In this tutorial, the characteristics of compression amplification in analog hearing aids and the experimental results obtained with single- and multichannel compression amplification systems are reviewed. Single-channel compression systems are classified into four broad groups on the basis of their static and dynamic characteristics: compression limiters, syllabic compressors, automatic volume control (AVC) systems, and "others," those with adaptive recovery time (aRT) and dual frontend automatic gain control (AGC) (Moore, 1990; Moore & Glasberg, 1988). Multichannel compression devices have, to date, used a variety of different types of compression, with syllabic compression in each frequency channel being the most popular. Experimental evidence suggests that compression limiting is generally superior to peak clipping as a means of controlling output, except for some individuals with severe to profound hearing loss. There is some evidence that syllabic compression and AVC systems enhance speech perception in quiet compared to conventional linear amplification; however, this improvement is not consistently maintained in the presence of background noise. The majority of recent research has focused on multichannel compression, and favorable results have been obtained with some systems. Research findings about the efficacy of using compression amplification for people with hearing loss have been extremely variable, and possible reasons for this are discussed.

  17. Adaptação de próteses auditivas no candidato ao implante coclear Fitting hearing aid in patients candidate for cochlear implants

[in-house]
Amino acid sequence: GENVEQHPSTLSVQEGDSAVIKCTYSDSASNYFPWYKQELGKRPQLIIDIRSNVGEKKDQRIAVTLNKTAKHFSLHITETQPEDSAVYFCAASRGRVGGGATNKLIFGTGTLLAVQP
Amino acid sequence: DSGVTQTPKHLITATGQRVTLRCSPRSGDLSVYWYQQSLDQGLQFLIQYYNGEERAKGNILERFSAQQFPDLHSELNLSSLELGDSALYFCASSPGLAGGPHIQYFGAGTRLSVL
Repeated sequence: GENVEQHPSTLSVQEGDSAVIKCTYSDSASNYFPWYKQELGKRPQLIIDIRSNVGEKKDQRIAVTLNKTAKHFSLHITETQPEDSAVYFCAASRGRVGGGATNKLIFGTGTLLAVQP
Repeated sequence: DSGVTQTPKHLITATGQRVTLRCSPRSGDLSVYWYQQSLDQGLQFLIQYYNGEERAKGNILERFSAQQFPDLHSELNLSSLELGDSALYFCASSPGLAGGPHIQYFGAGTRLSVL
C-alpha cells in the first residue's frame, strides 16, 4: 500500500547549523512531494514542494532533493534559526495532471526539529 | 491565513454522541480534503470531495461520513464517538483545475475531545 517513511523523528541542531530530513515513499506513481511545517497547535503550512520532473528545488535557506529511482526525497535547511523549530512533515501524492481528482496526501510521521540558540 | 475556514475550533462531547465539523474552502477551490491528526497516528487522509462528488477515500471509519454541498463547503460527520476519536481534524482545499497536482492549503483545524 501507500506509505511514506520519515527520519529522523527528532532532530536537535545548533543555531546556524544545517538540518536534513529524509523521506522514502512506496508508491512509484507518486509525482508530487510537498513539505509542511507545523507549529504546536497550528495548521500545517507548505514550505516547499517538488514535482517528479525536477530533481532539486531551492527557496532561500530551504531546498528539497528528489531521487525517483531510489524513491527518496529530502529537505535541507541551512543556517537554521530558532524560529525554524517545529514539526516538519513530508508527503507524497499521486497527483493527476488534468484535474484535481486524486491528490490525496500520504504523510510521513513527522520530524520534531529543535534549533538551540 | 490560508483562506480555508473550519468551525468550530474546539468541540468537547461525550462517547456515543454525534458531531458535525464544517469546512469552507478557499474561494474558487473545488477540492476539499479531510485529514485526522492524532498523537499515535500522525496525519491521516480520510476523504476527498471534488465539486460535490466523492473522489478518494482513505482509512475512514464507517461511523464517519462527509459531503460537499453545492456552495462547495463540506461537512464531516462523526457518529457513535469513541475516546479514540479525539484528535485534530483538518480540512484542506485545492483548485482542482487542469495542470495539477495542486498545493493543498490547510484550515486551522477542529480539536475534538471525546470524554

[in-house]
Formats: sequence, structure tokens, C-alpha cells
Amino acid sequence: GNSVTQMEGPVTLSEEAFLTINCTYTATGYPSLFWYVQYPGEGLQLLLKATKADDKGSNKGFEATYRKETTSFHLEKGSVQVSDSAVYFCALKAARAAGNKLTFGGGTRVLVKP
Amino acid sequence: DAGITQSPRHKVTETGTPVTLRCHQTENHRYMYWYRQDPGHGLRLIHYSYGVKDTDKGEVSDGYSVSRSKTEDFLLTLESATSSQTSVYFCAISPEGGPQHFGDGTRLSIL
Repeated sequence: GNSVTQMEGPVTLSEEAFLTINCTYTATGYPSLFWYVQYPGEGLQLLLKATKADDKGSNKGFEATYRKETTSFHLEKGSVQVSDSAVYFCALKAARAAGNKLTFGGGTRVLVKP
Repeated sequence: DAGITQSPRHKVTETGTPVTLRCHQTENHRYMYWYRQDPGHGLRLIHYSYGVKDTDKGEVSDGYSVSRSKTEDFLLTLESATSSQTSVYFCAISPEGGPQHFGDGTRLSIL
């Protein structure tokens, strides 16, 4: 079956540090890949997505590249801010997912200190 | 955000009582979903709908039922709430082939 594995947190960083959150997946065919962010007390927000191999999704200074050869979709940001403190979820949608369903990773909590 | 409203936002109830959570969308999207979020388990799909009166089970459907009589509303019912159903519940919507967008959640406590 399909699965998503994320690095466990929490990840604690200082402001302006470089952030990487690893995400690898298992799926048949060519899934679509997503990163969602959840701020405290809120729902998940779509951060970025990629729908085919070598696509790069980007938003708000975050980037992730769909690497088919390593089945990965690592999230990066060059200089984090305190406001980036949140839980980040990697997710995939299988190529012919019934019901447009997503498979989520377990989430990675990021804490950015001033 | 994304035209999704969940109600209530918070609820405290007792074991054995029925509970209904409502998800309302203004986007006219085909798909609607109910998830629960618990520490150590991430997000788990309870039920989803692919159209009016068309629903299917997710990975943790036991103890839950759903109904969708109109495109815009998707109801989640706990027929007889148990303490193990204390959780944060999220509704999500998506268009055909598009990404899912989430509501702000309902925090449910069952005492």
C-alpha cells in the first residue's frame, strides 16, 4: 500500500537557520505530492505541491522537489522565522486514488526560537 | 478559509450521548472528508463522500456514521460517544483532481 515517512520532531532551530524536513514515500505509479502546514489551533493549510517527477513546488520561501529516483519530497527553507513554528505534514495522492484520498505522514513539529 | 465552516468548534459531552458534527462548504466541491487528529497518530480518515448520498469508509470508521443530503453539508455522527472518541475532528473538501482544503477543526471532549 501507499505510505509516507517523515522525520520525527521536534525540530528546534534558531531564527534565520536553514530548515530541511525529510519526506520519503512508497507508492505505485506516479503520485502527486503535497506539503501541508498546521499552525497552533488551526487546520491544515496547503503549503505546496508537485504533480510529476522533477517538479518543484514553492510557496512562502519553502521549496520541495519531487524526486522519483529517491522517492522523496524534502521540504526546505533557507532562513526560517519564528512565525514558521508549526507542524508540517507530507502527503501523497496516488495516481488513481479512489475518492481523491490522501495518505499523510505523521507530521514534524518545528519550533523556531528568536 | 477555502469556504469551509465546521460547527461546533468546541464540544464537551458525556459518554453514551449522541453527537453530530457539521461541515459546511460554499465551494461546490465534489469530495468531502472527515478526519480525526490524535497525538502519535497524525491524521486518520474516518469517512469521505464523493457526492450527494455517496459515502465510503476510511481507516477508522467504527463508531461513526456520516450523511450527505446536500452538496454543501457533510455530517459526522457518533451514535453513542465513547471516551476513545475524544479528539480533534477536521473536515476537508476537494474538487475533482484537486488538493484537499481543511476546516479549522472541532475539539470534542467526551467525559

Directory of Open Access Journals (Sweden)

    Ana Tereza de Matos Magalhães

    2011-02-01

    Full Text Available OBJETIVO: caracterizar o perfil audiométrico e demográfico de pacientes candidatos ao implante coclear encaminhados ao setor de prótese auditiva e entre esses, a frequência de indivíduos que se beneficiaram da amplificação sonora. MÉTODOS: foram estudados os pacientes atendidos no período de maio de 2007 a dezembro 2008. Foi realizado o levantamento do perfil da população segundo sexo, idade, escolaridade e etiologia. Foi calculada a média da melhor e pior orelha e classificada segundo Frota (2003. A média dos limiares auditivos com as próteses auditivas indicadas foi calculada e considerada como benefício quando permitia acesso aos sons da fala do português brasileiro (Russo e Behlau, 1993. RESULTADOS: foram avaliados nesse período 194 prontuários. 108 pacientes já eram usuários de próteses auditivas (55,6%, 100 do sexo masculino (52%, 94 do sexo feminino (48%, 109 eram crianças (56% e 85 eram adultos (44%. A média de idade foi 4,8 anos (crianças e 41,9 anos (adultos. Entre os adultos, 24 possuíam ensino fundamental incompleto (33%. A etiologia mais frequente foi a desconhecida (33%. Dezenove pacientes se beneficiaram do uso da prótese auditiva (10%. No grupo de pacientes que se beneficiaram da prótese auditiva, a média dos limiares em campo livre com amplificação foi de 47 dBNA e 48 dBNA, na melhor e na pior orelha, respectivamente, nas crianças e 50 dBNA e 45 dBNA, respectivamente, nos adultos. CONCLUSÃO: o perfil dos pacientes foi: na maioria criança, sexo masculino, etiologia desconhecida, já usuários de próteses auditivas com média de idade 4,8 anos (crianças e 41,9 anos (adultos, audiometria com perda auditiva neurossensorial profunda bilateral, sendo que a prótese beneficiou 10% dos pacientes.PURPOSE: to characterize the audiometric and demographic profile of cochlear implant candidates who were referred to hearing aid sector, and if they benefit from the amplification of the hearing aid. METHODS

  18. Rurality and determinants of hearing healthcare in adult hearing aid recipients.